In this observational study of HIV-infected drug users, adherence was stable over time and across medications. Self-reported adherence was higher than MEMS adherence, but a strong relationship was observed between both measures and HIV load. MEMS, however, was found to be a more sensitive measure of clinically significant nonadherence.
We did not observe a significant increase in adherence in the day preceding the research visit, measured by either self-report or MEMS. One-day adherence estimates were comparable to 1-week estimates, and both were predictive of virologic suppression. This is the first study to show that 1-day adherence is correlated both with adherence over time and with concurrent virus load. This suggests that, for some populations, a careful assessment of adherence for the day preceding the visit may provide an efficient and reliable adherence measure.
We found that adherence did not vary during the 6 months of the study. Because most subjects were antiretroviral experienced, this may not reflect the natural history of adherence during antiretroviral initiation. In addition, although our population was characterized by high rates of ongoing drug use, all subjects were receiving comprehensive HIV care, often on site at their methadone clinics. Although our results may therefore not be generalizable to drug users without a usual source of care, they suggest that adherence is stable when drug users have access to treatment for both substance abuse and HIV.
Although we found that adherence was not related to the number, class, or dosing frequency of medications, these results must be interpreted with caution. In the present study, medications were not randomly assigned, and the treating physicians may have chosen complex regimens only for patients they deemed “good adherers.” In addition, study patients may have accepted prescriptions for complex regimens only if they felt able to adhere. However, among this group of antiretroviral-experienced patients who were engaged in HIV primary care, complex medication regimens were not associated with poor adherence.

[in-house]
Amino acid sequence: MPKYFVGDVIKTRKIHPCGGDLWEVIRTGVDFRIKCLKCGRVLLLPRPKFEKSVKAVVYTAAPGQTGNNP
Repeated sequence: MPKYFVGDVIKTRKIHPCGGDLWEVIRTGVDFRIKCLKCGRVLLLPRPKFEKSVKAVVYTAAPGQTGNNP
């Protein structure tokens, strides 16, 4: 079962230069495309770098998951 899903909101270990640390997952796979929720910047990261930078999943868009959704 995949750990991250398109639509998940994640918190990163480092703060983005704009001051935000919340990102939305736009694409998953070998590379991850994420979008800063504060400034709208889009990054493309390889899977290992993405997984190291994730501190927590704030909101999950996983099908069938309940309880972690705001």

As has been found elsewhere, self-reported adherence was higher than MEMS adherence [14
]. The self-report rates we observed are consistent with the median self-reported adherence rate of 89% found by Bangsberg et al. [6
] in a cohort of homeless and marginally housed subjects, and they were somewhat lower than the rates reported in clinical trials [4
]. Self-reported adherence was highly correlated with concurrent HIV load (r
= .4–.5); these correlations are also similar to that reported by Bangsberg et al. (r
= .6) [6
]. These data demonstrate that self-report, although it overestimates adherence, is valid and reliable for use in research settings. To our knowledge, no other studies have demonstrated a strong relationship between self-reported adherence and virologic outcomes in drug users.
In contrast to self-report, our estimates of MEMS adherence were lower than were those that others have reported. Bangsberg et al. [6
] found median MEMS adherence of 67% after adjustment for “pocket doses” (doses not taken directly from the MEMS bottle). An even higher MEMS adherence rate (82%) was observed in a study by Kastrissios et al. [27
] that was nested within an AIDS Clinical Trials Group protocol. We believe that there are 2 reasons for the lower MEMS adherence rates we observed. First, we did not adjust the MEMS data for “pocket doses.” Because we observed that the percentage of days on which ≥1 MEMS dose was taken (mean, 64%; median, 75%) was higher than the percentage of days on which the correct number of doses was taken (mean, 39%; median, 27%), we concluded that subjects removed “pocket doses” on some days when they opened the bottle only once. However, both of these measures were similarly correlated with HIV load (r
= .53 and .60, respectively), which indicates that the higher adherence estimate does not more-accurately predict virus load. We believe that the true mean adherence rate is somewhat higher than we found but not higher than 64% (the percentage of days on which ≥1 dose was taken).
The other reason for the lower MEMS rates we observed is that our study was conducted in a “real world” population with high rates of poverty, unemployment, and active drug use. Despite this, the MEMS adherence rate we observed is comparable to the average adherence of 50% that has been reported in association with many chronic diseases [28
]. This suggests that, with appropriate access to care, adherence among drug users is similar to that of other community-based populations.
MEMS adherence was strongly correlated with concurrent virus load. Ours is one of the few studies to date to have examined this relationship, and the correlations we observed are consistent with observations by Paterson et al. (r
= .55) [7
] and are slightly lower than those reported by Bangsberg et al. (r
= .81) [6
]. Because MEMS may underestimate adherence and self-report may overestimate adherence, we expect that the true relationship between adherence and virus load is stronger than we observed using either MEMS or self-report. Nonetheless, the likelihood of achieving virologic suppression was greater at high levels of MEMS adherence than it was at high levels of self-reported adherence. For future research, particularly studies of adherence-enhancing interventions, we recommend that MEMS continue to be used to augment self-reported adherence measures.